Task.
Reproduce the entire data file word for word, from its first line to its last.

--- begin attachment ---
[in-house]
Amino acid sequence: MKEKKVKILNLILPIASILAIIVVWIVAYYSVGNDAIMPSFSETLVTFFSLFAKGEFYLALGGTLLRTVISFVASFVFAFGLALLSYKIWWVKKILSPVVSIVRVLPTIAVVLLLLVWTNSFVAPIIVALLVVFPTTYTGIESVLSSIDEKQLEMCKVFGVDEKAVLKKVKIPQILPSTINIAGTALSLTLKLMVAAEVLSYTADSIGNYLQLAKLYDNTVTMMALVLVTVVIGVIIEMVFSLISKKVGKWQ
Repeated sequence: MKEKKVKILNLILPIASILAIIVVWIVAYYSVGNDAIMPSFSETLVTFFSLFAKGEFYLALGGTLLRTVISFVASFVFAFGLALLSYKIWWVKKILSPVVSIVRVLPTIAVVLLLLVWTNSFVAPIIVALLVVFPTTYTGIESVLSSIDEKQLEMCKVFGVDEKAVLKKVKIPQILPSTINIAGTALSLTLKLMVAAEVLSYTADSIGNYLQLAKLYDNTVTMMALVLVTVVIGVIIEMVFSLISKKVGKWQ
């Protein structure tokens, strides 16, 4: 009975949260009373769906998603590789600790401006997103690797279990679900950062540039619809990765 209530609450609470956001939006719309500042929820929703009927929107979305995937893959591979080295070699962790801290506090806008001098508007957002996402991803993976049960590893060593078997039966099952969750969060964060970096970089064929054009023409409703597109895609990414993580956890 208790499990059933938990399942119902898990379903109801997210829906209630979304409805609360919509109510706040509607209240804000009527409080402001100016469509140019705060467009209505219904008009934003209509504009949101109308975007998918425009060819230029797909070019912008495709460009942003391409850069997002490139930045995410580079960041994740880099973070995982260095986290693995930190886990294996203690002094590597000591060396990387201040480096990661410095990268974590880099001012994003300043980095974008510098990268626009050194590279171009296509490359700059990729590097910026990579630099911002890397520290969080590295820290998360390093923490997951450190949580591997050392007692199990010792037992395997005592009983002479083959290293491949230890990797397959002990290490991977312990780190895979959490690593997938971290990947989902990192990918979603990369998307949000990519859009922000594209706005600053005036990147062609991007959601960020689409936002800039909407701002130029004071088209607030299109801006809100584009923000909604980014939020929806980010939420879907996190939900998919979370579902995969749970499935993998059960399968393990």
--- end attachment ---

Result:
[in-house]
Amino acid sequence: MKEKKVKILNLILPIASILAIIVVWIVAYYSVGNDAIMPSFSETLVTFFSLFAKGEFYLALGGTLLRTVISFVASFVFAFGLALLSYKIWWVKKILSPVVSIVRVLPTIAVVLLLLVWTNSFVAPIIVALLVVFPTTYTGIESVLSSIDEKQLEMCKVFGVDEKAVLKKVKIPQILPSTINIAGTALSLTLKLMVAAEVLSYTADSIGNYLQLAKLYDNTVTMMALVLVTVVIGVIIEMVFSLISKKVGKWQ
Repeated sequence: MKEKKVKILNLILPIASILAIIVVWIVAYYSVGNDAIMPSFSETLVTFFSLFAKGEFYLALGGTLLRTVISFVASFVFAFGLALLSYKIWWVKKILSPVVSIVRVLPTIAVVLLLLVWTNSFVAPIIVALLVVFPTTYTGIESVLSSIDEKQLEMCKVFGVDEKAVLKKVKIPQILPSTINIAGTALSLTLKLMVAAEVLSYTADSIGNYLQLAKLYDNTVTMMALVLVTVVIGVIIEMVFSLISKKVGKWQ
């Protein structure tokens, strides 16, 4: 009975949260009373769906998603590789600790401006997103690797279990679900950062540039619809990765 209530609450609470956001939006719309500042929820929703009927929107979305995937893959591979080295070699962790801290506090806008001098508007957002996402991803993976049960590893060593078997039966099952969750969060964060970096970089064929054009023409409703597109895609990414993580956890 208790499990059933938990399942119902898990379903109801997210829906209630979304409805609360919509109510706040509607209240804000009527409080402001100016469509140019705060467009209505219904008009934003209509504009949101109308975007998918425009060819230029797909070019912008495709460009942003391409850069997002490139930045995410580079960041994740880099973070995982260095986290693995930190886990294996203690002094590597000591060396990387201040480096990661410095990268974590880099001012994003300043980095974008510098990268626009050194590279171009296509490359700059990729590097910026990579630099911002890397520290969080590295820290998360390093923490997951450190949580591997050392007692199990010792037992395997005592009983002479083959290293491949230890990797397959002990290490991977312990780190895979959490690593997938971290990947989902990192990918979603990369998307949000990519859009922000594209706005600053005036990147062609991007959601960020689409936002800039909407701002130029004071088209607030299109801006809100584009923000909604980014939020929806980010939420879907996190939900998919979370579902995969749970499935993998059960399968393990």